Hans Op de Beeck | Staging Silence (3) (2019)

Full HD video, stereo sound, black and white
Duration: 44 min

‘Staging Silence (3)’ is the final instalment in a series of autonomous art films by Hans Op de Beeck. It takes the viewer on a journey through a series of desolate scenes, gradually constructed and deconstructed by a pair of anonymous hands that act as either divine creator or grand puppeteer. Ranging from hyper-realistic fictional land and cityscapes to absurd, almost surreal, dreamscapes, the various locations are connected by the sense of mystery and melancholy that pervades them. The emergence and disappearance of these interiors and views evoke a wide range of sensations, from nostalgia to tragedy to optimism, and, in some instances, even to humor. These evocations are further accentuated by the film’s original score, produced by Op de Beeck in collaboration with Scanner.

“Each scene has its own droll, tactile beauty — for instance, one scene features a cemetery built out of bonbons and broccoli — but the whimsical fantasia of the film’s set changes constitutes its emotional and intellectual core. In it, time inches along, uneventful, then undergoes periods of rapid and startling change.”

Louis Bury | Hyperallergic, 17 April 2019

Staging Silence (3) , 2019 | Full HD video stereo sound black and white | 44 min

Hans Op de Beeck

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Staging Silence (3)

 

Defying any linear progression or direct narrative, Staging Silence (3) offers instead a meditation on the complicated and layered relationships between humanity, nature, and our self-created and imposed societies. For Op de Beeck, the Staging Silence films serve in particular as an opportunity to examine the humanization of open spaces and our instinctual drive to derive meaning in and from our physical environments and in the structures of our lives. For Staging Silence (3), Op de Beeck has paid special attention to the minute details of his scenes, infusing them with subtle references to cultural happenings and other works from across his diverse oeuvre. In this way, Op de Beeck utilizes a simple framework to raise universal questions about identity, reality, and humanity’s capacity for both creation and destruction, finding a delicate balance between the serious and the playful, between the banal and extraordinary.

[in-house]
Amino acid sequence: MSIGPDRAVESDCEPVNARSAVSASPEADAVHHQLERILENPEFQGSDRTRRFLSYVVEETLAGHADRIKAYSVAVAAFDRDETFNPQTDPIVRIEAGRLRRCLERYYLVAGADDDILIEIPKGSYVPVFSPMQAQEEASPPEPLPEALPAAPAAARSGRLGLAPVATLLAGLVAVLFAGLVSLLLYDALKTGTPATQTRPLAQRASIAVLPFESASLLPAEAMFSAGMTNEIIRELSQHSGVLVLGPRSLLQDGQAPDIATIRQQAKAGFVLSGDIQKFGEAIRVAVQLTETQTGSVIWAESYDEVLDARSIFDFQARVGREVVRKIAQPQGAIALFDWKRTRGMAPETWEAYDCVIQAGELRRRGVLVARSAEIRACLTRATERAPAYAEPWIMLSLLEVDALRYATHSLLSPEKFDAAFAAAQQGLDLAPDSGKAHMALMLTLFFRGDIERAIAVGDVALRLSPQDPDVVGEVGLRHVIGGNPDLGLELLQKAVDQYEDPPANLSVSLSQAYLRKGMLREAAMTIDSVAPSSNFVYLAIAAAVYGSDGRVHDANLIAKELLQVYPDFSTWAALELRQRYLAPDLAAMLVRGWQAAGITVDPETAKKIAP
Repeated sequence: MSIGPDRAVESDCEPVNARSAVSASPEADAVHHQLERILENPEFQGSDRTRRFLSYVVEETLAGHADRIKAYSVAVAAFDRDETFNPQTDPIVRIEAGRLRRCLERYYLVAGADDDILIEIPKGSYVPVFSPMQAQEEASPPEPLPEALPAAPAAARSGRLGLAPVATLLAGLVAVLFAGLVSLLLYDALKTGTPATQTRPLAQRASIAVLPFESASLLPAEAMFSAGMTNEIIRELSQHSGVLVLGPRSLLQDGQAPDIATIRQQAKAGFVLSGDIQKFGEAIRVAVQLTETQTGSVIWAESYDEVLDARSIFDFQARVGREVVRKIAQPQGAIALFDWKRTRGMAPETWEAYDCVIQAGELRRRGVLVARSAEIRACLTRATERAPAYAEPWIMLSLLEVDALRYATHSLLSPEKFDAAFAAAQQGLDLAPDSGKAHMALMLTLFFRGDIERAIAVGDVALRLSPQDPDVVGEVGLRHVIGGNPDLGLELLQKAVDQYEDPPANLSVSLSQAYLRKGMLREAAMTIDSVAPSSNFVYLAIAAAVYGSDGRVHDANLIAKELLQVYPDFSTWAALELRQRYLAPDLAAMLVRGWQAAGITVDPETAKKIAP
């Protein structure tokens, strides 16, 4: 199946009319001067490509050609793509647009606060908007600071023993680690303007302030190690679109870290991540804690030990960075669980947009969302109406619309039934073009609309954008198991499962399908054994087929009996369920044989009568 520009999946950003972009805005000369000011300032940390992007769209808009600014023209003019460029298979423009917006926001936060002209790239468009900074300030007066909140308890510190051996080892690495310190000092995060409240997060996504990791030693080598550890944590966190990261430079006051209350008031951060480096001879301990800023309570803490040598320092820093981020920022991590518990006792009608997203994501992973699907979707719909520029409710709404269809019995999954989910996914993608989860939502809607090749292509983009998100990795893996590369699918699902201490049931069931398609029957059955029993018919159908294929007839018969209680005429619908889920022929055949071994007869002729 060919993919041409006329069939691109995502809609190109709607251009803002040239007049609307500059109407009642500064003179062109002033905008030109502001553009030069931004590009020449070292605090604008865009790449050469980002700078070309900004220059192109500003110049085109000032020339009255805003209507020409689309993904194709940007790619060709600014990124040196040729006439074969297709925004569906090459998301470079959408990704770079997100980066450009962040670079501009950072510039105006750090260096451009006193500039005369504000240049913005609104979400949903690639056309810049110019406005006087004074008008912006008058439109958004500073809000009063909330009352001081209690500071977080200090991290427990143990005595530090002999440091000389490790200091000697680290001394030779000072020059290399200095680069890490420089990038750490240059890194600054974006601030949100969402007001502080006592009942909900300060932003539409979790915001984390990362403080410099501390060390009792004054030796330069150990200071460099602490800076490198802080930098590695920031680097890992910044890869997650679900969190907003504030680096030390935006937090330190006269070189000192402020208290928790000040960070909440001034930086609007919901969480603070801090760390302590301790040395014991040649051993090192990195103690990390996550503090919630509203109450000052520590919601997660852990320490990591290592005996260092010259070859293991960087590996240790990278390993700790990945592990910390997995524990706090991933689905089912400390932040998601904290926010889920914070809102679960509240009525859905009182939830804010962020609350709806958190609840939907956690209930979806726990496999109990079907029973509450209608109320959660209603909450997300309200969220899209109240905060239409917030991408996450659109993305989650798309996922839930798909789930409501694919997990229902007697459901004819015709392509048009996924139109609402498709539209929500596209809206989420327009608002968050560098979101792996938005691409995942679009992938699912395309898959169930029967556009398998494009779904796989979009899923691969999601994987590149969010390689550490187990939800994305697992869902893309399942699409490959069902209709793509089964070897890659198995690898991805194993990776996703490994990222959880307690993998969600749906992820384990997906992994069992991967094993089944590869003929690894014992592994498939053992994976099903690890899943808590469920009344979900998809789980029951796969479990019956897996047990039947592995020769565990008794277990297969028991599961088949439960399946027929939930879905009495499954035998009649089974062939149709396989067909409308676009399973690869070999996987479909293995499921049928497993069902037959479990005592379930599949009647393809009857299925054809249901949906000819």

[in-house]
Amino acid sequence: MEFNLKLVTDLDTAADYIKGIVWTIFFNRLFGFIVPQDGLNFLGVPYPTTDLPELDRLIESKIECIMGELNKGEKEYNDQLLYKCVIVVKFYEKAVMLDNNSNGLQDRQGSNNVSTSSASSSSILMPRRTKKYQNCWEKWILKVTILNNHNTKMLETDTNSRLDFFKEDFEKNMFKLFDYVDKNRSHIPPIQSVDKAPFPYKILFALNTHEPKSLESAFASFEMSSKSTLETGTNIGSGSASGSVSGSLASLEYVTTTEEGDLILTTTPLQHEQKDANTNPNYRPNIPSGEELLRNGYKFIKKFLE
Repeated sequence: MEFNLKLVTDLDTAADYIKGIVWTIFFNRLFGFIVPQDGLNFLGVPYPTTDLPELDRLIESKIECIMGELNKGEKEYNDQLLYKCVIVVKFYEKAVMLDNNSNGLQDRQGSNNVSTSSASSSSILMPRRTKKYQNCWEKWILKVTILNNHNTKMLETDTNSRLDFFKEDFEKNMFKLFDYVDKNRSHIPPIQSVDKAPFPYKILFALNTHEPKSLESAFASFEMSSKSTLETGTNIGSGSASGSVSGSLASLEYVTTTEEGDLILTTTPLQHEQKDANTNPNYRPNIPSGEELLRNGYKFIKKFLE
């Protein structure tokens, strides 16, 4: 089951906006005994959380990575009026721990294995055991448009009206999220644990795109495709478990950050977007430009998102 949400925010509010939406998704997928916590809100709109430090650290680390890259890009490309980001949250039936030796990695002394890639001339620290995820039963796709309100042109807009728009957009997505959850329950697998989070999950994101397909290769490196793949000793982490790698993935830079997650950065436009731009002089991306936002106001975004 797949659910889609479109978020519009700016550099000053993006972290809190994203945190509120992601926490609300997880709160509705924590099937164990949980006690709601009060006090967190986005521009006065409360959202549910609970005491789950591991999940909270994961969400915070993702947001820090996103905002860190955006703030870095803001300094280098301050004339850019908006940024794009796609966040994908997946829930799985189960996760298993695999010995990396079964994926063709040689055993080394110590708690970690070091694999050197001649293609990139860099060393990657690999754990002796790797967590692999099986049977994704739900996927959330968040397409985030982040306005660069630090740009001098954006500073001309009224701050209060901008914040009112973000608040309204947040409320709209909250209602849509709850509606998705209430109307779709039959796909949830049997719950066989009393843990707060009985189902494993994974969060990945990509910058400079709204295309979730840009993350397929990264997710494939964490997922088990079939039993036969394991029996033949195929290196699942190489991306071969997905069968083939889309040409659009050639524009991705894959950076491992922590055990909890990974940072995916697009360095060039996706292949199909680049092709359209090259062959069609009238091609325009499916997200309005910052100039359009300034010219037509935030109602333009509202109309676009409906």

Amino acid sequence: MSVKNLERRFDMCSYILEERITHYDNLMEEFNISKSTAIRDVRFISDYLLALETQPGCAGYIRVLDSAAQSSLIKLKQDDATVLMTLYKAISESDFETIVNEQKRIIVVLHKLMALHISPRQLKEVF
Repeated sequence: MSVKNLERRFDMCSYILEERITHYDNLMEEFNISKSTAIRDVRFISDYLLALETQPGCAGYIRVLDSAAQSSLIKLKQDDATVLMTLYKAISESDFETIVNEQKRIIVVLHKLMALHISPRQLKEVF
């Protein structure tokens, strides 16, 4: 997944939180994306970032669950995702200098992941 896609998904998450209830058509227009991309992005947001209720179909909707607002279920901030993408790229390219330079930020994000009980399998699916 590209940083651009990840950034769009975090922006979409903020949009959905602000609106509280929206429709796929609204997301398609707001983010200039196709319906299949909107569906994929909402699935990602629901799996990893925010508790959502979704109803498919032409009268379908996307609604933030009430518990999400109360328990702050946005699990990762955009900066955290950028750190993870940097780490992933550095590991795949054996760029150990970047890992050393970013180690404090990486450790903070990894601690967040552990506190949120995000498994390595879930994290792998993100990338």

About the artist

 

Visual artist Hans Op de Beeck lives and works in Brussels, where he has developed his career through international exhibitions over the past twenty years. His work consists of sculptures, installations, video work, photography, animated films, drawings, paintings and writing (short stories). It is his quest for the most effective way of presenting the concrete contents of each work that determines the medium that the artist ultimately selects. The scale can vary from the size of a small watercolour to a large, three-dimensional installation of 600m2.

ABOUT Hans Op de Beeck

Hans Op de Beeck was born in 1969 in Turnhout, BE
He lives and works in Brussels, BE

Visual artist Hans Op de Beeck lives and works in Brussels, where he has developed his career through international exhibitions over the past twenty years. His work consists of sculptures, installations, video work, photography, animated films, drawings, paintings and writing (short stories). It is his quest for the most effective way of presenting the concrete contents of each work that determines the medium that the artist ultimately selects. The scale can vary from the size of a small watercolour to a large, three-dimensional installation of 600m2.